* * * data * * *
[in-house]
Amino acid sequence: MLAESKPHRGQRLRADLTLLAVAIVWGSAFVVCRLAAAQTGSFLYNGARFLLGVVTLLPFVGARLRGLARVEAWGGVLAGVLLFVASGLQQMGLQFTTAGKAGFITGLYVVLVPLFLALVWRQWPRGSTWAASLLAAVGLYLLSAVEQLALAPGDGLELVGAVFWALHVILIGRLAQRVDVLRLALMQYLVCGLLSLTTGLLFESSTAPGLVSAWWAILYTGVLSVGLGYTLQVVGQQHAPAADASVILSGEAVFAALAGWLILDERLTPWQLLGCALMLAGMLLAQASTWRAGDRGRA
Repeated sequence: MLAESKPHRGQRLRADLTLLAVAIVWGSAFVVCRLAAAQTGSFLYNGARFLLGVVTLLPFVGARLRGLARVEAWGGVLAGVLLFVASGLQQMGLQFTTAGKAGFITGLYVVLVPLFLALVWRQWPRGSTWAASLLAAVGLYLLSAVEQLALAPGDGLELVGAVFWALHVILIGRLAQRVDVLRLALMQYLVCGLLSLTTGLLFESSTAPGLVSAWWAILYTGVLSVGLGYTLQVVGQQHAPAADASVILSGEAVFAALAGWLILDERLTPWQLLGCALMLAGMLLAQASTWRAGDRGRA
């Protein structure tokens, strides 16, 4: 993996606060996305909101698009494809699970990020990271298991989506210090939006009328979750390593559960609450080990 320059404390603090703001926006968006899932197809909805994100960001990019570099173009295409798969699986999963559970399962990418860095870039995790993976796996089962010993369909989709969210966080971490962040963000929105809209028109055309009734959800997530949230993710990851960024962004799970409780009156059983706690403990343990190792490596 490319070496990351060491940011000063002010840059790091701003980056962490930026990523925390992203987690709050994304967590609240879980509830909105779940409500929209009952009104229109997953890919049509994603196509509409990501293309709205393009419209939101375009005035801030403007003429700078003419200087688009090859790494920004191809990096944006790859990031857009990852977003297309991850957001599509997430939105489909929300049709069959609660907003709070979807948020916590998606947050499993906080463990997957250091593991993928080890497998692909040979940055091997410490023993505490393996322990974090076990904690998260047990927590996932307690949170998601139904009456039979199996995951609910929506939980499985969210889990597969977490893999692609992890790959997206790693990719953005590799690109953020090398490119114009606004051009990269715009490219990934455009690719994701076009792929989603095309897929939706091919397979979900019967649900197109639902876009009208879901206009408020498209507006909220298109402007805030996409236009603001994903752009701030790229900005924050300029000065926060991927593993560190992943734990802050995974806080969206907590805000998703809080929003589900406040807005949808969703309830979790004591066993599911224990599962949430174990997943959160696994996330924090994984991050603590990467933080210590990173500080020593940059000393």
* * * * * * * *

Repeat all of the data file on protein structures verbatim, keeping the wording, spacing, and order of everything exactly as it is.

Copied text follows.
[in-house]
Amino acid sequence: MLAESKPHRGQRLRADLTLLAVAIVWGSAFVVCRLAAAQTGSFLYNGARFLLGVVTLLPFVGARLRGLARVEAWGGVLAGVLLFVASGLQQMGLQFTTAGKAGFITGLYVVLVPLFLALVWRQWPRGSTWAASLLAAVGLYLLSAVEQLALAPGDGLELVGAVFWALHVILIGRLAQRVDVLRLALMQYLVCGLLSLTTGLLFESSTAPGLVSAWWAILYTGVLSVGLGYTLQVVGQQHAPAADASVILSGEAVFAALAGWLILDERLTPWQLLGCALMLAGMLLAQASTWRAGDRGRA
Repeated sequence: MLAESKPHRGQRLRADLTLLAVAIVWGSAFVVCRLAAAQTGSFLYNGARFLLGVVTLLPFVGARLRGLARVEAWGGVLAGVLLFVASGLQQMGLQFTTAGKAGFITGLYVVLVPLFLALVWRQWPRGSTWAASLLAAVGLYLLSAVEQLALAPGDGLELVGAVFWALHVILIGRLAQRVDVLRLALMQYLVCGLLSLTTGLLFESSTAPGLVSAWWAILYTGVLSVGLGYTLQVVGQQHAPAADASVILSGEAVFAALAGWLILDERLTPWQLLGCALMLAGMLLAQASTWRAGDRGRA
């Protein structure tokens, strides 16, 4: 993996606060996305909101698009494809699970990020990271298991989506210090939006009328979750390593559960609450080990 320059404390603090703001926006968006899932197809909805994100960001990019570099173009295409798969699986999963559970399962990418860095870039995790993976796996089962010993369909989709969210966080971490962040963000929105809209028109055309009734959800997530949230993710990851960024962004799970409780009156059983706690403990343990190792490596 490319070496990351060491940011000063002010840059790091701003980056962490930026990523925390992203987690709050994304967590609240879980509830909105779940409500929209009952009104229109997953890919049509994603196509509409990501293309709205393009419209939101375009005035801030403007003429700078003419200087688009090859790494920004191809990096944006790859990031857009990852977003297309991850957001599509997430939105489909929300049709069959609660907003709070979807948020916590998606947050499993906080463990997957250091593991993928080890497998692909040979940055091997410490023993505490393996322990974090076990904690998260047990927590996932307690949170998601139904009456039979199996995951609910929506939980499985969210889990597969977490893999692609992890790959997206790693990719953005590799690109953020090398490119114009606004051009990269715009490219990934455009690719994701076009792929989603095309897929939706091919397979979900019967649900197109639902876009009208879901206009408020498209507006909220298109402007805030996409236009603001994903752009701030790229900005924050300029000065926060991927593993560190992943734990802050995974806080969206907590805000998703809080929003589900406040807005949808969703309830979790004591066993599911224990599962949430174990997943959160696994996330924090994984991050603590990467933080210590990173500080020593940059000393």